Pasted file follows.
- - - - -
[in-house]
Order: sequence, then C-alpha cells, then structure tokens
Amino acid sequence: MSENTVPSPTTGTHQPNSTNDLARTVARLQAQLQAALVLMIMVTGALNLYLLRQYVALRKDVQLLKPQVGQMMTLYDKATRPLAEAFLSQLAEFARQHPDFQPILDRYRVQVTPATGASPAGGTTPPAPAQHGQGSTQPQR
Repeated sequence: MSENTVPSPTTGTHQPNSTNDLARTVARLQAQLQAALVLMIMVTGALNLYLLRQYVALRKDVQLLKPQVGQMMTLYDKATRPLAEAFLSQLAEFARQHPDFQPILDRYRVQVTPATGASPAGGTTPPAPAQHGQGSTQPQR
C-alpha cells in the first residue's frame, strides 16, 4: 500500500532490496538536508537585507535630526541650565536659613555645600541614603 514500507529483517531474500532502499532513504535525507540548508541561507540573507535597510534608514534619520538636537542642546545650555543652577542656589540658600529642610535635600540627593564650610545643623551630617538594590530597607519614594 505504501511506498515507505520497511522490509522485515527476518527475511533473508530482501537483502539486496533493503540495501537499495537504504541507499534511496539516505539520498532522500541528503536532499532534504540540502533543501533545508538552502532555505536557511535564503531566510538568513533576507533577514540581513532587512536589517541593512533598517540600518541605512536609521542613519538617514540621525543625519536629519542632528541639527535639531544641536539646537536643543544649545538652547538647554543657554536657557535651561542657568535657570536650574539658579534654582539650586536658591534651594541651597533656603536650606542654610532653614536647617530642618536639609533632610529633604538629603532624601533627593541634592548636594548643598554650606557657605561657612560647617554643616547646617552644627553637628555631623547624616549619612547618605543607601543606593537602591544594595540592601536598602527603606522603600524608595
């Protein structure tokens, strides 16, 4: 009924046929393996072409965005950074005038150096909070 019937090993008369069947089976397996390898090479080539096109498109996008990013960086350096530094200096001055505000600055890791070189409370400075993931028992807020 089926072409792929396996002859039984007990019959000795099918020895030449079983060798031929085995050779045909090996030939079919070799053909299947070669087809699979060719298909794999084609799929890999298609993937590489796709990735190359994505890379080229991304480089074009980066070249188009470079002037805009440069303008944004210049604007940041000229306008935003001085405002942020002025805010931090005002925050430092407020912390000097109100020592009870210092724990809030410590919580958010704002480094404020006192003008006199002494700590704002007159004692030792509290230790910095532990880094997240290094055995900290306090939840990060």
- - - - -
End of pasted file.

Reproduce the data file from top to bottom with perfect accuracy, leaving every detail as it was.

[in-house]
Order: sequence, then C-alpha cells, then structure tokens
Amino acid sequence: MSENTVPSPTTGTHQPNSTNDLARTVARLQAQLQAALVLMIMVTGALNLYLLRQYVALRKDVQLLKPQVGQMMTLYDKATRPLAEAFLSQLAEFARQHPDFQPILDRYRVQVTPATGASPAGGTTPPAPAQHGQGSTQPQR
Repeated sequence: MSENTVPSPTTGTHQPNSTNDLARTVARLQAQLQAALVLMIMVTGALNLYLLRQYVALRKDVQLLKPQVGQMMTLYDKATRPLAEAFLSQLAEFARQHPDFQPILDRYRVQVTPATGASPAGGTTPPAPAQHGQGSTQPQR
C-alpha cells in the first residue's frame, strides 16, 4: 500500500532490496538536508537585507535630526541650565536659613555645600541614603 514500507529483517531474500532502499532513504535525507540548508541561507540573507535597510534608514534619520538636537542642546545650555543652577542656589540658600529642610535635600540627593564650610545643623551630617538594590530597607519614594 505504501511506498515507505520497511522490509522485515527476518527475511533473508530482501537483502539486496533493503540495501537499495537504504541507499534511496539516505539520498532522500541528503536532499532534504540540502533543501533545508538552502532555505536557511535564503531566510538568513533576507533577514540581513532587512536589517541593512533598517540600518541605512536609521542613519538617514540621525543625519536629519542632528541639527535639531544641536539646537536643543544649545538652547538647554543657554536657557535651561542657568535657570536650574539658579534654582539650586536658591534651594541651597533656603536650606542654610532653614536647617530642618536639609533632610529633604538629603532624601533627593541634592548636594548643598554650606557657605561657612560647617554643616547646617552644627553637628555631623547624616549619612547618605543607601543606593537602591544594595540592601536598602527603606522603600524608595
């Protein structure tokens, strides 16, 4: 009924046929393996072409965005950074005038150096909070 019937090993008369069947089976397996390898090479080539096109498109996008990013960086350096530094200096001055505000600055890791070189409370400075993931028992807020 089926072409792929396996002859039984007990019959000795099918020895030449079983060798031929085995050779045909090996030939079919070799053909299947070669087809699979060719298909794999084609799929890999298609993937590489796709990735190359994505890379080229991304480089074009980066070249188009470079002037805009440069303008944004210049604007940041000229306008935003001085405002942020002025805010931090005002925050430092407020912390000097109100020592009870210092724990809030410590919580958010704002480094404020006192003008006199002494700590704002007159004692030792509290230790910095532990880094997240290094055995900290306090939840990060």